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Keywords:

  • provenance;
  • Pb isotopes;
  • K-feldspar;
  • Triassic;
  • recycling;
  • west of Shetland basins

Abstract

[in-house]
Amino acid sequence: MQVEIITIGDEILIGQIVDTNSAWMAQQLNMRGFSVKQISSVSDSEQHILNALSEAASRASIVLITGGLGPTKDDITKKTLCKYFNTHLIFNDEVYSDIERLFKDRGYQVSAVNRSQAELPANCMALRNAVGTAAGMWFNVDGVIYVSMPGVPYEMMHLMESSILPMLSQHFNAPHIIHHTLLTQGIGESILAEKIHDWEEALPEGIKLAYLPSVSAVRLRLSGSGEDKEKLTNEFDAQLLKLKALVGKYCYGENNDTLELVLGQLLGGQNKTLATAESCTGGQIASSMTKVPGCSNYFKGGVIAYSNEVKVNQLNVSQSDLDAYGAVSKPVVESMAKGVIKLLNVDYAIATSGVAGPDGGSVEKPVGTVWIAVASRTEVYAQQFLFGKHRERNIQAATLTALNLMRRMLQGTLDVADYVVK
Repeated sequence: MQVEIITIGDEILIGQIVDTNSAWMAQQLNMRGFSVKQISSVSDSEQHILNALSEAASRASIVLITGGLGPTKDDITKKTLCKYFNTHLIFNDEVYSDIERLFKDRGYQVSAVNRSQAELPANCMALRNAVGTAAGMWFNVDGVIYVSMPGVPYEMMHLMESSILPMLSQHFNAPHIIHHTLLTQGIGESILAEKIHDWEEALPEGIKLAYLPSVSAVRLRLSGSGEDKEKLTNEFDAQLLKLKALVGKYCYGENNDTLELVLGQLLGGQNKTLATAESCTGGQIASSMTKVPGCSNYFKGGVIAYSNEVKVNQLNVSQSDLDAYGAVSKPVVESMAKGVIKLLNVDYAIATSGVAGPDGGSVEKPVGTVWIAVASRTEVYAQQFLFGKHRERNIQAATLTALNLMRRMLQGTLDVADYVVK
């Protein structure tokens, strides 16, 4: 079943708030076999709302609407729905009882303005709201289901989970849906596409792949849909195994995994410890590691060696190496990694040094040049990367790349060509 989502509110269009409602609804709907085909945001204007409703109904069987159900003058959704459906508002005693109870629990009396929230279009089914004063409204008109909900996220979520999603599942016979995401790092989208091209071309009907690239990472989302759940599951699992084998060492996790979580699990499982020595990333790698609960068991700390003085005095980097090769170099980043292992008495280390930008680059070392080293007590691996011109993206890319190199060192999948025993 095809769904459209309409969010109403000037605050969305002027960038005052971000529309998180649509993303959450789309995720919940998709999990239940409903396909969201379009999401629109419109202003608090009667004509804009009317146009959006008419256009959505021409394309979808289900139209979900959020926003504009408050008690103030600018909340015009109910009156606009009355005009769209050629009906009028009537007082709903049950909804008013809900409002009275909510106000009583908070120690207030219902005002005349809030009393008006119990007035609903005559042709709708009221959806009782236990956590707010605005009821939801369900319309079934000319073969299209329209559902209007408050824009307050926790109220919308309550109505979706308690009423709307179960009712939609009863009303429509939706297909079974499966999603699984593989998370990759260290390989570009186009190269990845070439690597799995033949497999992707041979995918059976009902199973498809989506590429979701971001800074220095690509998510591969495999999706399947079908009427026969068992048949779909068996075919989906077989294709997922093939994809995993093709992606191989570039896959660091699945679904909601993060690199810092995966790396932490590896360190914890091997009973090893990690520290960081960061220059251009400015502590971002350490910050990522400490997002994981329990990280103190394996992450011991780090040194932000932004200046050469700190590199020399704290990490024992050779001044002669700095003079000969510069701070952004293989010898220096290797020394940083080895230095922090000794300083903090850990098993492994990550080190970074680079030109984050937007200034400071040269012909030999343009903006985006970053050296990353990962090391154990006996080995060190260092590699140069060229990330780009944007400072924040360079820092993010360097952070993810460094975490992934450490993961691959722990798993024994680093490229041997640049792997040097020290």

Sandstone provenance studies can help constrain palaeogeographic reconstructions and ancient drainage system scales and pathways. However, these insights can be obscured by difficulties in geochemically distinguishing or adequately characterizing potential sourcelands, or by failure to identify sedimentary recycling. Triassic basins west of Shetland accumulated ∼2.5 km of sand-rich sediment. The Middle-Upper Triassic Foula Formation represents fluvial, aeolian and sabkha facies deposited in the northern interior of the Pangaean supercontinent. Published U-Pb zircon geochronology and heavy mineral analysis suggest that these sandstones were derived from East Greenland. They contain significant fresh K-feldspar which is likely to be first cycle and derived directly from its source. Pb isotopic analyses of individual K-feldspar sand-grains show a single, unradiogenic Pb population, consistent with the provenance indicated by U-Pb zircon geochronology. Archaean and Palaeo-Mesoproterozoic rocks—the Nagssugtoqidian Mobile Belt, the Lewisian Complex or equivalents—are the likely source, with terranes south of the Moine Thrust (Grampian, Caledonian and Variscan) ruled out by both the Pb and U-Pb data. However, it is not possible to distinguish between rift flank sources to the east and west, as both areas have similar crustal affinity and/or share the same tectonic history. It is possible that the sediment was derived from the West Shetland Platform and not from Greenland. The comparison of provenance signals from robust and less stable mineral phases provides a means of recognizing sedimentary recycling. Robust zircon populations and less stable feldspar in Foula Formation sandstones concur in indicating the same source, suggesting that they are likely to be first cycle. The Triassic sand supply can be contrasted with that in Upper Carboniferous (Namurian) basins in the north of England where a significant zircon population has no corresponding K-feldspar component. This zircon population is likely to have been recycled from Lower Palaeozoic greywackes from the Southern Uplands Belt or it's along strike extension. Copyright © 2009 John Wiley & Sons, Ltd.